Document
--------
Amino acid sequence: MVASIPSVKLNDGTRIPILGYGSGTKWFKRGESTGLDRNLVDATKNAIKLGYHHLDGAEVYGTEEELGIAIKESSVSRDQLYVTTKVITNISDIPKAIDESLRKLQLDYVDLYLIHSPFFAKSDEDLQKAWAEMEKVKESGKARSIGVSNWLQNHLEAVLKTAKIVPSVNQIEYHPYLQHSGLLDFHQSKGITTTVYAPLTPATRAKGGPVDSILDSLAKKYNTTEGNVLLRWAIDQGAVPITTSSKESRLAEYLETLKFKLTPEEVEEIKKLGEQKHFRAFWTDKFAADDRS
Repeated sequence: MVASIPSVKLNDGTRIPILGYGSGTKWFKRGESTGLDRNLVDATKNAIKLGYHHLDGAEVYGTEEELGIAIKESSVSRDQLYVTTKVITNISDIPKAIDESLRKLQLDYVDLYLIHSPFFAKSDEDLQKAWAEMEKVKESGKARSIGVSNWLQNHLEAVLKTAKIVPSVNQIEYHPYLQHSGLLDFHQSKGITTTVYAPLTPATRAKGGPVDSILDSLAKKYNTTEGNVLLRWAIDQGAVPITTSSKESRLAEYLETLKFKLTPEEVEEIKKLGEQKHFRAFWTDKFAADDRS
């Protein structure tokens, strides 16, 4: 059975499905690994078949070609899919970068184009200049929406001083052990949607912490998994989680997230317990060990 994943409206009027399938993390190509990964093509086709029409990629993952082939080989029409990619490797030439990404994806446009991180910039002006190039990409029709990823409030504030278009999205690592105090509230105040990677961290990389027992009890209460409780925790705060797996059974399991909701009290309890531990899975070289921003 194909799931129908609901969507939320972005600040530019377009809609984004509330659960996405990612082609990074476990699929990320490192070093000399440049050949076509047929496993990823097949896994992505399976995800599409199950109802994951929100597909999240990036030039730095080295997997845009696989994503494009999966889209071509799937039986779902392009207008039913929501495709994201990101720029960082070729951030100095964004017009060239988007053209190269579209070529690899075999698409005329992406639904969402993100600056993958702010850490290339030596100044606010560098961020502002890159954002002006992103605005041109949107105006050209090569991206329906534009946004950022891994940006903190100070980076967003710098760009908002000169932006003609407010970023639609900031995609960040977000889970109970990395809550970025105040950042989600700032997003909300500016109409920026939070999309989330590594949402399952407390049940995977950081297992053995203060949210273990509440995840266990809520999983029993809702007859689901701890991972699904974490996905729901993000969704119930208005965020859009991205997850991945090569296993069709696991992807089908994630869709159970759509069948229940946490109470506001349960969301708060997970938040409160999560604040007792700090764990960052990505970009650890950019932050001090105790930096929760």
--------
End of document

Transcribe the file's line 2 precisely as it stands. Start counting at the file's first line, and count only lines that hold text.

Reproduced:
Repeated sequence: MVASIPSVKLNDGTRIPILGYGSGTKWFKRGESTGLDRNLVDATKNAIKLGYHHLDGAEVYGTEEELGIAIKESSVSRDQLYVTTKVITNISDIPKAIDESLRKLQLDYVDLYLIHSPFFAKSDEDLQKAWAEMEKVKESGKARSIGVSNWLQNHLEAVLKTAKIVPSVNQIEYHPYLQHSGLLDFHQSKGITTTVYAPLTPATRAKGGPVDSILDSLAKKYNTTEGNVLLRWAIDQGAVPITTSSKESRLAEYLETLKFKLTPEEVEEIKKLGEQKHFRAFWTDKFAADDRS